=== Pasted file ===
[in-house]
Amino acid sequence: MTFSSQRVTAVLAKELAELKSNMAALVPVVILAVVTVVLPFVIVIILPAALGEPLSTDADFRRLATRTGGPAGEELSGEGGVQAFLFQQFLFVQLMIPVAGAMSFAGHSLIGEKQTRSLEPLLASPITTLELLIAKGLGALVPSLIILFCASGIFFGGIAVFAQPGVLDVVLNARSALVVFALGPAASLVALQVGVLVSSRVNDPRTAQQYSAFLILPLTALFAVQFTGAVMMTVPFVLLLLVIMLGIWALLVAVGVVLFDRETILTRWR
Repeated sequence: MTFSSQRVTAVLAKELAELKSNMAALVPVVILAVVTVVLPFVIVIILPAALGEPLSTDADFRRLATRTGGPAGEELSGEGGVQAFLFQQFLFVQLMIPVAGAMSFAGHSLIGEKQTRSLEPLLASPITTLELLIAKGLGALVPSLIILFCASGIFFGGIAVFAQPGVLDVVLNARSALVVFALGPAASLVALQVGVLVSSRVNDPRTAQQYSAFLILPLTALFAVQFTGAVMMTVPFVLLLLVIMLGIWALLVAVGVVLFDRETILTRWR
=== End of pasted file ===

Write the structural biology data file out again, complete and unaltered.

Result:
[in-house]
Amino acid sequence: MTFSSQRVTAVLAKELAELKSNMAALVPVVILAVVTVVLPFVIVIILPAALGEPLSTDADFRRLATRTGGPAGEELSGEGGVQAFLFQQFLFVQLMIPVAGAMSFAGHSLIGEKQTRSLEPLLASPITTLELLIAKGLGALVPSLIILFCASGIFFGGIAVFAQPGVLDVVLNARSALVVFALGPAASLVALQVGVLVSSRVNDPRTAQQYSAFLILPLTALFAVQFTGAVMMTVPFVLLLLVIMLGIWALLVAVGVVLFDRETILTRWR
Repeated sequence: MTFSSQRVTAVLAKELAELKSNMAALVPVVILAVVTVVLPFVIVIILPAALGEPLSTDADFRRLATRTGGPAGEELSGEGGVQAFLFQQFLFVQLMIPVAGAMSFAGHSLIGEKQTRSLEPLLASPITTLELLIAKGLGALVPSLIILFCASGIFFGGIAVFAQPGVLDVVLNARSALVVFALGPAASLVALQVGVLVSSRVNDPRTAQQYSAFLILPLTALFAVQFTGAVMMTVPFVLLLLVIMLGIWALLVAVGVVLFDRETILTRWR